'Maine': Film Review | Tribeca 2018

Courtesy of the Tribeca FIlm Festival
It's the destination, not the journey.

Matthew Brown's sophomore feature follows Appalachian Trail hikers played by Laia Costa ('Victoria') and Thomas Mann ('Me and Earl and the Dying Girl').

Occasionally people or birds burst into song in Maine, but the soundtrack belongs first and foremost to the wind. It's almost 10 minutes into this two-hander when the first words of dialogue are uttered, and they're intentionally far less interesting than the sensory experience that envelops the viewer.

Shot in the Virginia Highlands section of the Appalachian Trail, and imparting a strong feeling that the filmmakers are roughing it along with the characters, Maine casts a physical spell around its pair of hikers. The pull of their story, though, is less steady. Then again, when characters are named Bluebird and Lake, as are the trekkers at the center of Matthew Brown's feature, there's a suggestion of allegorical distance, even amid the nitty-gritty of mud, blood, rations and mile-by-mile survival. With their quietly piercing emotion, the film's final moments give the low-key drama a surge of much-needed narrative force.

As with his first feature, the microbudget coming-of-age drama In the Treetops, writer-director Brown has an ear for the ways young adults talk around what they mean. Case in point here is the borderline-belligerent question that Lake (Thomas Mann) asks Bluebird (Laia Costa) about her shaving habits; what he's really after are specifics about her marriage and her absent husband, information she doles out guardedly.

Lake and Bluebird have been traveling a portion of the Trail together, having met as solo campers before the story begins. She's a moody Spaniard who veers between exuberance and dark introspection, and Lake, a few years younger, is a callow but sincere American with a string of random jobs behind him. They met under circumstances that were embarrassing (to him), details that she enthusiastically shares with strangers when the chance arises, an insistently unkind way of keeping the cautiously smitten Lake at arm's length. Bluebird also, all too eagerly, corrects anyone who assumes that they're a couple. And the way she regards a solo female hiker — with naked envy, or maybe brutal disappointment in herself — conveys the intensity of dashed intentions: Her own solo venture has turned into something she wasn't looking for.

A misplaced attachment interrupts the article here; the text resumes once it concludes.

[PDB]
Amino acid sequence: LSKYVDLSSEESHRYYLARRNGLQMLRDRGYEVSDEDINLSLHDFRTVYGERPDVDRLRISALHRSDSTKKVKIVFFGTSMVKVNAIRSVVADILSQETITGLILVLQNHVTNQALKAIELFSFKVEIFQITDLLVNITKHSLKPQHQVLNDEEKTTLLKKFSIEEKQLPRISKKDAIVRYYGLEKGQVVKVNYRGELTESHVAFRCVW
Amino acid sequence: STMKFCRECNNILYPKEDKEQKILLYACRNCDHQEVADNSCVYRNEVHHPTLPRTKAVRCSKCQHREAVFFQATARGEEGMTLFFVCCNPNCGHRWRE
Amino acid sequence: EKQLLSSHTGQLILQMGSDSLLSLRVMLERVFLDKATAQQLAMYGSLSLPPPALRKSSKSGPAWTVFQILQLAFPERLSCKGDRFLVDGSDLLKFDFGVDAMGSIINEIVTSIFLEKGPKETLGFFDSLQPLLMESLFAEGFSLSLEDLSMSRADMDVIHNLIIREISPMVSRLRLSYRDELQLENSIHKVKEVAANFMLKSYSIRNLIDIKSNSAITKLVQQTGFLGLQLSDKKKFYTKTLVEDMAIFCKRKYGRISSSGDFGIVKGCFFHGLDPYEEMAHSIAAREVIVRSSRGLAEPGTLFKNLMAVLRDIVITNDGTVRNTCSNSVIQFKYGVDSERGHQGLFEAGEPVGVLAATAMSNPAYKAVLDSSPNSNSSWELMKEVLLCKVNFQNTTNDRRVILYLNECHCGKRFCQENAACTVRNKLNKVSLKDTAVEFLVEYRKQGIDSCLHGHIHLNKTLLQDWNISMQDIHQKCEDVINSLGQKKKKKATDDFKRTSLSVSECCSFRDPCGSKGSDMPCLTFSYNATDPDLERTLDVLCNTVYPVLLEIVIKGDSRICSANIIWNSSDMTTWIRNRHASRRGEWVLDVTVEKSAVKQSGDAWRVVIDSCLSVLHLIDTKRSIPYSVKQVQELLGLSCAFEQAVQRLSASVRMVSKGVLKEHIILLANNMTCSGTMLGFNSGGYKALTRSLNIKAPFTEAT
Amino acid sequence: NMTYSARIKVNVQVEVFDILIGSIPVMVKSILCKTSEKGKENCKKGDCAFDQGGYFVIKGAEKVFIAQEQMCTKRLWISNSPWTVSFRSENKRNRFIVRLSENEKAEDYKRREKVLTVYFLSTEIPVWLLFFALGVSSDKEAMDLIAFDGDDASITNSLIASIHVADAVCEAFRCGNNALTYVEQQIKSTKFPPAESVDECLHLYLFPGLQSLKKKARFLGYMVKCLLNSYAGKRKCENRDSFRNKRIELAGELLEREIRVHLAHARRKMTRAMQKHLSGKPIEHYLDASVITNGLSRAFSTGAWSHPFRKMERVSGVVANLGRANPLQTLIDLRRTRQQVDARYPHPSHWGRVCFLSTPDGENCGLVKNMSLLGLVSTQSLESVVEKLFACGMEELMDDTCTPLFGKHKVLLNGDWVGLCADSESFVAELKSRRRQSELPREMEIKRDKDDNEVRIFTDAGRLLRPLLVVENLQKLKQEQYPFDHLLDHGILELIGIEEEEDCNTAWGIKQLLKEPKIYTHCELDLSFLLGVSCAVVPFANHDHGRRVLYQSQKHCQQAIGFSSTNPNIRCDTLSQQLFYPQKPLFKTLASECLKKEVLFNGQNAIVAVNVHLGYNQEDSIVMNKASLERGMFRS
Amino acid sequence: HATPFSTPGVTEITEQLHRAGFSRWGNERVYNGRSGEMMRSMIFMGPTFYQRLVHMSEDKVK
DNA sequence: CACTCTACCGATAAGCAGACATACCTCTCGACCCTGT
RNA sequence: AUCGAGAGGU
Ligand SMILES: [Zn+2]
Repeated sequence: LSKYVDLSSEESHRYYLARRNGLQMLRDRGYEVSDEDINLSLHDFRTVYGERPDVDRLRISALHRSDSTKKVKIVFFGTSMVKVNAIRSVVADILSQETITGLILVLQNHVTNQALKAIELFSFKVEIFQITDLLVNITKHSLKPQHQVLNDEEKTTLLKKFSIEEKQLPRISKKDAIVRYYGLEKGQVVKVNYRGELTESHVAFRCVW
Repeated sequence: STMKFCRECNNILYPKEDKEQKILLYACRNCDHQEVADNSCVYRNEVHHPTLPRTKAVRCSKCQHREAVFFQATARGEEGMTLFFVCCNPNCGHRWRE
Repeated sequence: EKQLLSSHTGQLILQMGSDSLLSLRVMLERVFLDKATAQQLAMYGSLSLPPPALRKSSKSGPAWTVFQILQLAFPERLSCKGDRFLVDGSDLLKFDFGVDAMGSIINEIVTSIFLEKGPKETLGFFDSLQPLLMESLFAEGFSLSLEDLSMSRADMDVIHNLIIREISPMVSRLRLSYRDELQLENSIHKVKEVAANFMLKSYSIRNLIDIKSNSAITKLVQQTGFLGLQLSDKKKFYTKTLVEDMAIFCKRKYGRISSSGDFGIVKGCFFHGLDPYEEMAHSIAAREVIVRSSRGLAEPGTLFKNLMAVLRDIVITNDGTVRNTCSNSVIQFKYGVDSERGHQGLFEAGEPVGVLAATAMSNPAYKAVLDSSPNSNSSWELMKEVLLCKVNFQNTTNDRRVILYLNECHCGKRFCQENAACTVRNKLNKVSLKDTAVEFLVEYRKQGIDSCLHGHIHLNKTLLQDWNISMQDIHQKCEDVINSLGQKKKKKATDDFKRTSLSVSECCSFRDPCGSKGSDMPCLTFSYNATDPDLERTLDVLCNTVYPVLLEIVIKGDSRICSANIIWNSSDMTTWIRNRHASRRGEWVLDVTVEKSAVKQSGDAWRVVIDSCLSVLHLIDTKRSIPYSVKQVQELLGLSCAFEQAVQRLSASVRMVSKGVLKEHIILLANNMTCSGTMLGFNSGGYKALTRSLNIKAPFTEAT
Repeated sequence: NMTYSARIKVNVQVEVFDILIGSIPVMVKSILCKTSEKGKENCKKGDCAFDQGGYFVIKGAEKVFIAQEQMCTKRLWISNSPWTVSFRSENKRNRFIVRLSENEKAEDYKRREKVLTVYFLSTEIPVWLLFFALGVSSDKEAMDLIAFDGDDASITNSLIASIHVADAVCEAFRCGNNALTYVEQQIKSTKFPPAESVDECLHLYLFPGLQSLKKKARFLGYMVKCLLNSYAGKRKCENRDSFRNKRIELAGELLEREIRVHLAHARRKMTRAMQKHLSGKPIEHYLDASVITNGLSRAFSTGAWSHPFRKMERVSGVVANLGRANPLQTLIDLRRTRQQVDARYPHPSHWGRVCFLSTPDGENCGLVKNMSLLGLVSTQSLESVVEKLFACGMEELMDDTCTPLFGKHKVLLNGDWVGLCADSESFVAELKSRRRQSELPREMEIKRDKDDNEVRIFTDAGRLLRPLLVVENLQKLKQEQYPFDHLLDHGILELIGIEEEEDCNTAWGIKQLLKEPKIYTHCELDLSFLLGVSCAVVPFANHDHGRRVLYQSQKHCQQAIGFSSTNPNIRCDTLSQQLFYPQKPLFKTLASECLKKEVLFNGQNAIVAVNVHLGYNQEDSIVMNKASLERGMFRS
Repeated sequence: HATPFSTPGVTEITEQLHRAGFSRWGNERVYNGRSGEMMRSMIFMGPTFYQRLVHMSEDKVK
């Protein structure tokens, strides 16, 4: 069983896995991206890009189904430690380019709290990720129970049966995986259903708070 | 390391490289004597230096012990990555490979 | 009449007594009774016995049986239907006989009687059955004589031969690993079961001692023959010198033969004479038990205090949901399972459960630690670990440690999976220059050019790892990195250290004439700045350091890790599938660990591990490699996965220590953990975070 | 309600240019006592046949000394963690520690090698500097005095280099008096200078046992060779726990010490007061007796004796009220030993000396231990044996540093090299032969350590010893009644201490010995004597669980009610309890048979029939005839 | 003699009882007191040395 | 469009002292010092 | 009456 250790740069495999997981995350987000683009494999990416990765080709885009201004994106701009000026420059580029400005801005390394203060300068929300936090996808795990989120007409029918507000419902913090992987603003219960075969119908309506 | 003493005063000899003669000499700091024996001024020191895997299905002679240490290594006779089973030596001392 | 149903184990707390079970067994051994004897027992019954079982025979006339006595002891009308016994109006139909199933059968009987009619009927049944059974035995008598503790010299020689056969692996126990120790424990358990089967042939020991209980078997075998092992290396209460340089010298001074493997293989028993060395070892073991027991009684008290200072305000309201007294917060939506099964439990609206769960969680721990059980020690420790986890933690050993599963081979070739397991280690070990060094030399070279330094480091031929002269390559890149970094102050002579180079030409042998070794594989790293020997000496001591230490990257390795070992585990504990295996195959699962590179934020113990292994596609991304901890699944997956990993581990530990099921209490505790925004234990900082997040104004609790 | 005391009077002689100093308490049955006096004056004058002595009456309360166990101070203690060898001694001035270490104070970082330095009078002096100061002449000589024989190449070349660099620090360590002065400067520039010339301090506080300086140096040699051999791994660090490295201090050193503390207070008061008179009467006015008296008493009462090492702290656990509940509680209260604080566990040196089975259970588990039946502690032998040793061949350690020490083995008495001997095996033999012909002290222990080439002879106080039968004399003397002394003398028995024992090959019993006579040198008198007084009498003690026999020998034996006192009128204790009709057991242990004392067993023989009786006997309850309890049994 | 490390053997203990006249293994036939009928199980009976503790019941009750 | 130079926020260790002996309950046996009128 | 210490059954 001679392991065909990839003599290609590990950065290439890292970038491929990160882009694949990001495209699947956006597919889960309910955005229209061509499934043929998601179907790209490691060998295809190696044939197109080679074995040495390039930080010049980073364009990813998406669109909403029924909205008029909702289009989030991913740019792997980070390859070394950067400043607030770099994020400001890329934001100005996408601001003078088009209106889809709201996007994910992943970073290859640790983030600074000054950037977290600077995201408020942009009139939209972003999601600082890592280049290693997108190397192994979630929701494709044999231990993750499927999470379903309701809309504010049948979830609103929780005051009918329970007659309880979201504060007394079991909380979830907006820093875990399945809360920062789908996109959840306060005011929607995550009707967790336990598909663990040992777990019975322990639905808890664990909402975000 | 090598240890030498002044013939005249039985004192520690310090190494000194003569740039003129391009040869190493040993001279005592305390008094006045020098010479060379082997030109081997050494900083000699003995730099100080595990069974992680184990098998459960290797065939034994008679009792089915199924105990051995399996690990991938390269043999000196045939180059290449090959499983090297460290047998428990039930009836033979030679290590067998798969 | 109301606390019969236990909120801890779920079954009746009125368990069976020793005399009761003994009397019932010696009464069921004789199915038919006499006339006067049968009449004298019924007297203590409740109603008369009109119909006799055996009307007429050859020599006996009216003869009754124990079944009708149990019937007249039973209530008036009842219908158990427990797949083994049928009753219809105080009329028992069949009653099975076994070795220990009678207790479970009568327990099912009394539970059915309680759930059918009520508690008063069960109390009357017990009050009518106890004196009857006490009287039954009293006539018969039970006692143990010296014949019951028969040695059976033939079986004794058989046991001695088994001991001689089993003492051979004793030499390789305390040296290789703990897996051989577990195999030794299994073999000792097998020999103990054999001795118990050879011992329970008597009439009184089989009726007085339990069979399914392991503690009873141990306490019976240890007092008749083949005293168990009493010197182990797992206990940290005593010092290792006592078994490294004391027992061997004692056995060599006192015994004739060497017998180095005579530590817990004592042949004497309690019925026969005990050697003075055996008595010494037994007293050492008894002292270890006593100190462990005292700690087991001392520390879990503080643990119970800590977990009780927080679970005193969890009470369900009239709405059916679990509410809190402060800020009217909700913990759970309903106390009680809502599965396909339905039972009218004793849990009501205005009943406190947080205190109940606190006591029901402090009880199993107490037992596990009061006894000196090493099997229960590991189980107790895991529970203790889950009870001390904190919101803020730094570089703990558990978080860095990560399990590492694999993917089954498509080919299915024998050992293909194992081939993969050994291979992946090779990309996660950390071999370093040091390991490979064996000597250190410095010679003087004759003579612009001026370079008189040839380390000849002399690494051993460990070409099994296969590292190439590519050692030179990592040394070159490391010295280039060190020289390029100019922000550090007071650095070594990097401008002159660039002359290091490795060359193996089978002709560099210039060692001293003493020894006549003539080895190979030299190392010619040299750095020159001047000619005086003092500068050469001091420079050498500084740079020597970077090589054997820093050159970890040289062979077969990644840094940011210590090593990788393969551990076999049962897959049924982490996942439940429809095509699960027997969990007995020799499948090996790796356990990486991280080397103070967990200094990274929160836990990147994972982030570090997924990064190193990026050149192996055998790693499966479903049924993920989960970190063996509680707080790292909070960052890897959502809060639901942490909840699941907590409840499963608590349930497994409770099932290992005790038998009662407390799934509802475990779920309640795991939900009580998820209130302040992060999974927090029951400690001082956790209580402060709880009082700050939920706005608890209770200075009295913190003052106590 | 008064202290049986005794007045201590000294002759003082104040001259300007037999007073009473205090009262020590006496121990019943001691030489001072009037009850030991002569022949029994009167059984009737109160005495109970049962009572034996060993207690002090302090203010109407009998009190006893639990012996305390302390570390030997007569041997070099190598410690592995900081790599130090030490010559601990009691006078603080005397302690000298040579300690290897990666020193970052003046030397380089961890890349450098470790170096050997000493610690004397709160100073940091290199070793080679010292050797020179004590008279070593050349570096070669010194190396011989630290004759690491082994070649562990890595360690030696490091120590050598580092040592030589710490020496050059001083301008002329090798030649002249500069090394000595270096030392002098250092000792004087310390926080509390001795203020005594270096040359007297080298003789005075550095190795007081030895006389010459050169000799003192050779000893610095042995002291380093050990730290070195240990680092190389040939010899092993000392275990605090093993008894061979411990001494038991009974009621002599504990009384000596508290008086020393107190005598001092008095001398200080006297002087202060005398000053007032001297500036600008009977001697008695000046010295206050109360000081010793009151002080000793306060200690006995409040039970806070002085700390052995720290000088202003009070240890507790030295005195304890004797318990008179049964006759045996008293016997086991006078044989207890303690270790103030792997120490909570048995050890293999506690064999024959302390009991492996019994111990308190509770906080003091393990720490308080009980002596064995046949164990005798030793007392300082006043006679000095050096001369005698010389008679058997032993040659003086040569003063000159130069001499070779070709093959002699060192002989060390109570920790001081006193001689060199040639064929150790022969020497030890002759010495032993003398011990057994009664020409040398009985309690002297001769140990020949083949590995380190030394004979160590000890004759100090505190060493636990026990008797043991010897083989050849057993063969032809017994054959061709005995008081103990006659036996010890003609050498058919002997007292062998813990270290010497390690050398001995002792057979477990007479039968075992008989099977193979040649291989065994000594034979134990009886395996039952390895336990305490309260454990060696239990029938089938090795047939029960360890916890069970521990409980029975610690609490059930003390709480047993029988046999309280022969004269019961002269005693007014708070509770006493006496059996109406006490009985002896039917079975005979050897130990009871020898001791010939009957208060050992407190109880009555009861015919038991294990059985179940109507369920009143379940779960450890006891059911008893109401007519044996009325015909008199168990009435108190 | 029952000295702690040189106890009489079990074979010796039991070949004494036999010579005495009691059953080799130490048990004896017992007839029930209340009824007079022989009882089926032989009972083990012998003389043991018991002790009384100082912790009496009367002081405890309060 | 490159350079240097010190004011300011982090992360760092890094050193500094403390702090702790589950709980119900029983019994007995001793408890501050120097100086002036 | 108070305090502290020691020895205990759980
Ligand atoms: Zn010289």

Heightening Bluebird's longing for escape, Brown and his DP, Donald R. Monroe, often get uncomfortably close to the characters. That infuses the action with an in-the-moment intimacy, as well as a certain vertigo; as grounded as they are in nature, this duo's lives are tipped toward an open-endedness somewhere between Zen vessel and delay tactic. Before them lies only the next step, the Trail's endpoint in Maine their only horizon. When their playful, animal tussling turns into something more serious, it's no surprise to the audience but somehow startling to Bluebird and Lake.

Rising Catalan star Costa (who toplines another of this year's Tribeca selections, Duck Butter) is an arresting presence, but while the filmmakers are clearly spellbound by her performance, Bluebird's fidgety woman-child anguish is often more exasperating than involving. By the time her self-centered sadness gives way to compassion, the drama, with its whispered confessions, feels too unrooted to make much of an emotional impact. Brown's knack for pared-down narrative, especially as a way of exploring the place between adolescence and adulthood, doesn't pack the punch of his previous outing.

But as an immersion in the physical world and a very particular form of public solitude, Maine delivers. Shooting in an unshowy 1:66 ratio, Monroe (who also worked on In the Treetops) captures a range of tactile detail, from waterfalls to roadside gravel. You can feel the clean air swirling around the characters as they traipse through summer-green mountains.

An encounter with wild horses is particularly memorable, but the interactions with locals and fellow trekkers offer charged moments, too. As gentle as these exchanges are, they provide the kind of friction — believable and revealing — that the movie strains for in the push-pull between its leads. In the presence of gabby hikers and helpful "trail angels," like the old man (Glyn Stewart) dispensing chili, coffee and whiskey, the tension between Lake and Bluebird is amplified.

That's especially so in the closing scenes, when the honeyed maternal voice of a diner waitress (Shannon Queen) and the capsule life story of a friendly stranger (David Gayle "Speedy" Price) set the story at a new angle. Brown finds poetry between the lines, and between the world of noise and clutter and goals and the trail that leads away from it.

Production companies: Beachside Films in association with Story Farm
Cast: Laia Costa, Thomas Mann
Director-screenwriter: Matthew Brown
Producers: Summer Shelton, Michael B. Clark, Alex Turtletaub
Executive producers: Laia Costa, Thomas Mann
Director of photography: Donald R. Monroe
Production designer: Tori Lancaster
Costume designer: Kelsey Sasportas
Editor: Sofi Marshall
Casting directors: Jessica Kelly, Mitzi Corrigan
Venue: Tribeca Film Festival (U.S. Narrative Competition)
Sales: ICM

85 minutes